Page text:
Overall, the vast majority of patients with early bladder cancer are in remission after first resection but require careful and prolonged follow-up as there is a chance of both local recurrence and of new tumours developing.
Local relapse in the bladder after conservative therapy (i.e.chemotherapy and radiotherapy) is an indication for the doctor to recommend cystectomy with a high chance of cure.
Once the cancer is muscle invasive (pT3+) the overall chance of cure falls substantially, such that only perhaps 50% of patients will be ultimately cured. This is the main reason that so much effort towards improving results (such as the concomitant use of chemotherapy with radiotherapy) is under trial attention at present.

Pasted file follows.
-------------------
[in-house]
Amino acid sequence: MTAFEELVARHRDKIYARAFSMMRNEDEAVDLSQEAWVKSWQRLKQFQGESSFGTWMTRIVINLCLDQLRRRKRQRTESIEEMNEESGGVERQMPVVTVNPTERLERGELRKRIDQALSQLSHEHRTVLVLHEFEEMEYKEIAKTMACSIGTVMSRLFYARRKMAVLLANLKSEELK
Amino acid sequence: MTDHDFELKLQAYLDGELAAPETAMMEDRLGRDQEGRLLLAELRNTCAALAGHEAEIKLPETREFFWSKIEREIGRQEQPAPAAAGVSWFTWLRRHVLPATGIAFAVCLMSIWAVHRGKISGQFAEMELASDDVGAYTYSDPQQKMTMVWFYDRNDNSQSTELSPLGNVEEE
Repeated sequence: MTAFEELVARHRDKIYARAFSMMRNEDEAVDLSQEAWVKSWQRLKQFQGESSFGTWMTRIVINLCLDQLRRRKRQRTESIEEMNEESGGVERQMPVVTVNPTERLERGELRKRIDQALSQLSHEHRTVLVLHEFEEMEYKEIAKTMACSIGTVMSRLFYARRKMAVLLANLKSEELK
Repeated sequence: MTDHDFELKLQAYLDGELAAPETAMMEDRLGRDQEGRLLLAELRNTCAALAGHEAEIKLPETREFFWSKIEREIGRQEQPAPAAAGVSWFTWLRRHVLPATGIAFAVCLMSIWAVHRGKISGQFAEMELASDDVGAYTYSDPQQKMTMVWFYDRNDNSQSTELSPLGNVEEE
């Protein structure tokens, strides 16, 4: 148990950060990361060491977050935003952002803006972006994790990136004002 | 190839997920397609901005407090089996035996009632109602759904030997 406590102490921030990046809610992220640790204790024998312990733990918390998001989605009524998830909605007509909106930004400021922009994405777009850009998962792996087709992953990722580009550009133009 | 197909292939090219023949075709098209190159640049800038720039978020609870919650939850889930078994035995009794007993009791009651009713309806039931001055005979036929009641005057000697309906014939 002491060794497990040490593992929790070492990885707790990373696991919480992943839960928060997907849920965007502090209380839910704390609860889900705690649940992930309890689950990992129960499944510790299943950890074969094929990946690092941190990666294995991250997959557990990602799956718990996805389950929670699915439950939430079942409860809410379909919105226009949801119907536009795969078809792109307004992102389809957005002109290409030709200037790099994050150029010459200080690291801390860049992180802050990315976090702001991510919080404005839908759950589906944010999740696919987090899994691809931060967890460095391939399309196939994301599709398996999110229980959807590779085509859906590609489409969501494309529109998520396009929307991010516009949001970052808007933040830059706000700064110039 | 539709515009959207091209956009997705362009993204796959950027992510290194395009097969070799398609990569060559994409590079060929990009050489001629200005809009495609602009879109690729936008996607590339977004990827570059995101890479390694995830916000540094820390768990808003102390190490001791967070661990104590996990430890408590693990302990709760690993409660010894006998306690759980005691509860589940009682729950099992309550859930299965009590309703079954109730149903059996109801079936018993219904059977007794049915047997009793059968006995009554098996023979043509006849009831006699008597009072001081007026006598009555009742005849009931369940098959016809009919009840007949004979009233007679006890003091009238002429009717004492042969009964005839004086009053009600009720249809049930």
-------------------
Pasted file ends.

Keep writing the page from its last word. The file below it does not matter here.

Where the tumour has spread to other organs, and the bones and later the liver and lungs are at particular risk, is an indication for chemotherapy; however, such chemotherapy is not curative and it use will depend on the patients condition, i.e. it may not be recommended for those in particularly poor health. Agents such as cis-platinum and gemcitabine are the best of the chemotherapy armamentarium; their use must be by specialist oncologists, not least because they are toxic, for example to the kidneys. Their supervision and audit of their usefulness needs to made critically.